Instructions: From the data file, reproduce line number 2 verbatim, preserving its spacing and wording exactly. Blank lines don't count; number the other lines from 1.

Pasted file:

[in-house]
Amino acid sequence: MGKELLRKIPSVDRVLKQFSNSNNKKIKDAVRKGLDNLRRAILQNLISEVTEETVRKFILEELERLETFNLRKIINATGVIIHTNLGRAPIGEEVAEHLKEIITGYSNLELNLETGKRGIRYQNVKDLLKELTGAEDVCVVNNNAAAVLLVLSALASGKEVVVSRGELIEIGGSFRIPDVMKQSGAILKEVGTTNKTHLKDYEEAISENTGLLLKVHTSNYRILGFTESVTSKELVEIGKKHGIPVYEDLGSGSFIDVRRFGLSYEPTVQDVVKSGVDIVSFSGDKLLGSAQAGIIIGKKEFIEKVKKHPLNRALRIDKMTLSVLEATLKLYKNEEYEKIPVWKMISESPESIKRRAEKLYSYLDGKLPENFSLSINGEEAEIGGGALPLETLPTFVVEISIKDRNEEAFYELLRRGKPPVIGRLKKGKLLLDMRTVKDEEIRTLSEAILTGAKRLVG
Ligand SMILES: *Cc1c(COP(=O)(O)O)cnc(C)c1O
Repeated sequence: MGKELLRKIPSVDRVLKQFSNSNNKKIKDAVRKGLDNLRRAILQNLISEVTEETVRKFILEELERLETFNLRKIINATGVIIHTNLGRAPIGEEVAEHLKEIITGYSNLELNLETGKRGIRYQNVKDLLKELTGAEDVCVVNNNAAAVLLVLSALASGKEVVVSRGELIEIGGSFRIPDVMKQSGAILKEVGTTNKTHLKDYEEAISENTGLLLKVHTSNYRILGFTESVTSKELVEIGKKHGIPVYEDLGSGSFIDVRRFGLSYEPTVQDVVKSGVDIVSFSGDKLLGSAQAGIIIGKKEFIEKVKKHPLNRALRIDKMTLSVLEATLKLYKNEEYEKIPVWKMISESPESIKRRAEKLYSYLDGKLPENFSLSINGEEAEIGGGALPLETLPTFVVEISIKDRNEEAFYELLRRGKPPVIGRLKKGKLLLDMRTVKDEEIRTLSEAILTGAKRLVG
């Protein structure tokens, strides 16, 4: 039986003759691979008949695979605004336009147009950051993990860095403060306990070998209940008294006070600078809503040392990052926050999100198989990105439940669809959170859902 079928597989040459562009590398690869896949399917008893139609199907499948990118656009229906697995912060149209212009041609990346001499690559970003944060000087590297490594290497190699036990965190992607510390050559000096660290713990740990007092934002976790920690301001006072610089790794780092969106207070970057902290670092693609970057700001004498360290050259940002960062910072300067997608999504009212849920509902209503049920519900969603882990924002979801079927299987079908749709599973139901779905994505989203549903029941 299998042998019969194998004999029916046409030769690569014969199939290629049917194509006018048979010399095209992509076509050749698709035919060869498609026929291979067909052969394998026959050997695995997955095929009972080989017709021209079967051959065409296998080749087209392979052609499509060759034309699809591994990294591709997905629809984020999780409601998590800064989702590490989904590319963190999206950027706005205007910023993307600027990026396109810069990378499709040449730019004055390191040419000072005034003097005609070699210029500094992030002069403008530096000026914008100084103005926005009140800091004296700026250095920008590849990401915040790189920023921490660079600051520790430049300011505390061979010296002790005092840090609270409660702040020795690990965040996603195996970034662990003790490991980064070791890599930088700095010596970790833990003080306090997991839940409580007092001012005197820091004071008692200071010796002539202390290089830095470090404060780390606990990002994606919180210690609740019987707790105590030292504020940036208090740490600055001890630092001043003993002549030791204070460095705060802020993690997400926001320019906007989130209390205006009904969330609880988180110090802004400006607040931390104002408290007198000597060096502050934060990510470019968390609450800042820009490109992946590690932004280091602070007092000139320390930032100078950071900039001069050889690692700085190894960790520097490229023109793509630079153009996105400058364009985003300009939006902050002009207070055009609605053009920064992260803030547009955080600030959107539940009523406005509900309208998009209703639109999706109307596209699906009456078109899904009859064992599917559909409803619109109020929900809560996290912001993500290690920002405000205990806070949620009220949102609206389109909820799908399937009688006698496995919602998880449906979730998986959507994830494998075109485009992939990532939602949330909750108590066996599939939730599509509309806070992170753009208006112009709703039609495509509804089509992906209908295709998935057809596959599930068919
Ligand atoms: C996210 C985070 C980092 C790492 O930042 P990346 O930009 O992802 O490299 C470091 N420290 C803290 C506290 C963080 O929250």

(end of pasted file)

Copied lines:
Amino acid sequence: MGKELLRKIPSVDRVLKQFSNSNNKKIKDAVRKGLDNLRRAILQNLISEVTEETVRKFILEELERLETFNLRKIINATGVIIHTNLGRAPIGEEVAEHLKEIITGYSNLELNLETGKRGIRYQNVKDLLKELTGAEDVCVVNNNAAAVLLVLSALASGKEVVVSRGELIEIGGSFRIPDVMKQSGAILKEVGTTNKTHLKDYEEAISENTGLLLKVHTSNYRILGFTESVTSKELVEIGKKHGIPVYEDLGSGSFIDVRRFGLSYEPTVQDVVKSGVDIVSFSGDKLLGSAQAGIIIGKKEFIEKVKKHPLNRALRIDKMTLSVLEATLKLYKNEEYEKIPVWKMISESPESIKRRAEKLYSYLDGKLPENFSLSINGEEAEIGGGALPLETLPTFVVEISIKDRNEEAFYELLRRGKPPVIGRLKKGKLLLDMRTVKDEEIRTLSEAILTGAKRLVG